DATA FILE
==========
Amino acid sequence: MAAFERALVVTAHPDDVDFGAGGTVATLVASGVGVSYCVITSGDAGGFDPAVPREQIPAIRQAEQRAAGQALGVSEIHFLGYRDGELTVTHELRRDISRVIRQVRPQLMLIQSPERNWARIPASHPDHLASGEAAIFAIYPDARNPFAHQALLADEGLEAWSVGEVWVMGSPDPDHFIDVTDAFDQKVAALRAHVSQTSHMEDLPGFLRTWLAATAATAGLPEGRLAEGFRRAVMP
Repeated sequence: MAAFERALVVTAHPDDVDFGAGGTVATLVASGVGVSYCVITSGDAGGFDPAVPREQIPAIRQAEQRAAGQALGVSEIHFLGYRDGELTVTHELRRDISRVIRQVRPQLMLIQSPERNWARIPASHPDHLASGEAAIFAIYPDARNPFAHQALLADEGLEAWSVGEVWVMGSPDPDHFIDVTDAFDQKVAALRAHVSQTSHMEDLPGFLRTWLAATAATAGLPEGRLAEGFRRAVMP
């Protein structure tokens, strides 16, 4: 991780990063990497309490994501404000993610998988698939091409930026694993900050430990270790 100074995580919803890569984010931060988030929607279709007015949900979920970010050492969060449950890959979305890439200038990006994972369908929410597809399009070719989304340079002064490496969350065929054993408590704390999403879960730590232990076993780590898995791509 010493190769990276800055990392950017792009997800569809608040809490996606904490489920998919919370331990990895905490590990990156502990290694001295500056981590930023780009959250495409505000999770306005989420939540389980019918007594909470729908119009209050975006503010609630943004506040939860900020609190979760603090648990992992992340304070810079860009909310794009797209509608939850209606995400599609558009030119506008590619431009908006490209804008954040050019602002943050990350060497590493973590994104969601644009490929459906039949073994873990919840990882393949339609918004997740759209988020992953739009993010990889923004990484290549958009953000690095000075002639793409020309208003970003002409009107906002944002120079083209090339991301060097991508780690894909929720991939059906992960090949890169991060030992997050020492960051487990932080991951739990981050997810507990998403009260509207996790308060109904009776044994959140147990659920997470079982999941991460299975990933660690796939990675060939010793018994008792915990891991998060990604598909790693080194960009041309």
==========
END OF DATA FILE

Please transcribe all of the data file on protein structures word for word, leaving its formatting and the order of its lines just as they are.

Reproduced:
Amino acid sequence: MAAFERALVVTAHPDDVDFGAGGTVATLVASGVGVSYCVITSGDAGGFDPAVPREQIPAIRQAEQRAAGQALGVSEIHFLGYRDGELTVTHELRRDISRVIRQVRPQLMLIQSPERNWARIPASHPDHLASGEAAIFAIYPDARNPFAHQALLADEGLEAWSVGEVWVMGSPDPDHFIDVTDAFDQKVAALRAHVSQTSHMEDLPGFLRTWLAATAATAGLPEGRLAEGFRRAVMP
Repeated sequence: MAAFERALVVTAHPDDVDFGAGGTVATLVASGVGVSYCVITSGDAGGFDPAVPREQIPAIRQAEQRAAGQALGVSEIHFLGYRDGELTVTHELRRDISRVIRQVRPQLMLIQSPERNWARIPASHPDHLASGEAAIFAIYPDARNPFAHQALLADEGLEAWSVGEVWVMGSPDPDHFIDVTDAFDQKVAALRAHVSQTSHMEDLPGFLRTWLAATAATAGLPEGRLAEGFRRAVMP
């Protein structure tokens, strides 16, 4: 991780990063990497309490994501404000993610998988698939091409930026694993900050430990270790 100074995580919803890569984010931060988030929607279709007015949900979920970010050492969060449950890959979305890439200038990006994972369908929410597809399009070719989304340079002064490496969350065929054993408590704390999403879960730590232990076993780590898995791509 010493190769990276800055990392950017792009997800569809608040809490996606904490489920998919919370331990990895905490590990990156502990290694001295500056981590930023780009959250495409505000999770306005989420939540389980019918007594909470729908119009209050975006503010609630943004506040939860900020609190979760603090648990992992992340304070810079860009909310794009797209509608939850209606995400599609558009030119506008590619431009908006490209804008954040050019602002943050990350060497590493973590994104969601644009490929459906039949073994873990919840990882393949339609918004997740759209988020992953739009993010990889923004990484290549958009953000690095000075002639793409020309208003970003002409009107906002944002120079083209090339991301060097991508780690894909929720991939059906992960090949890169991060030992997050020492960051487990932080991951739990981050997810507990998403009260509207996790308060109904009776044994959140147990659920997470079982999941991460299975990933660690796939990675060939010793018994008792915990891991998060990604598909790693080194960009041309």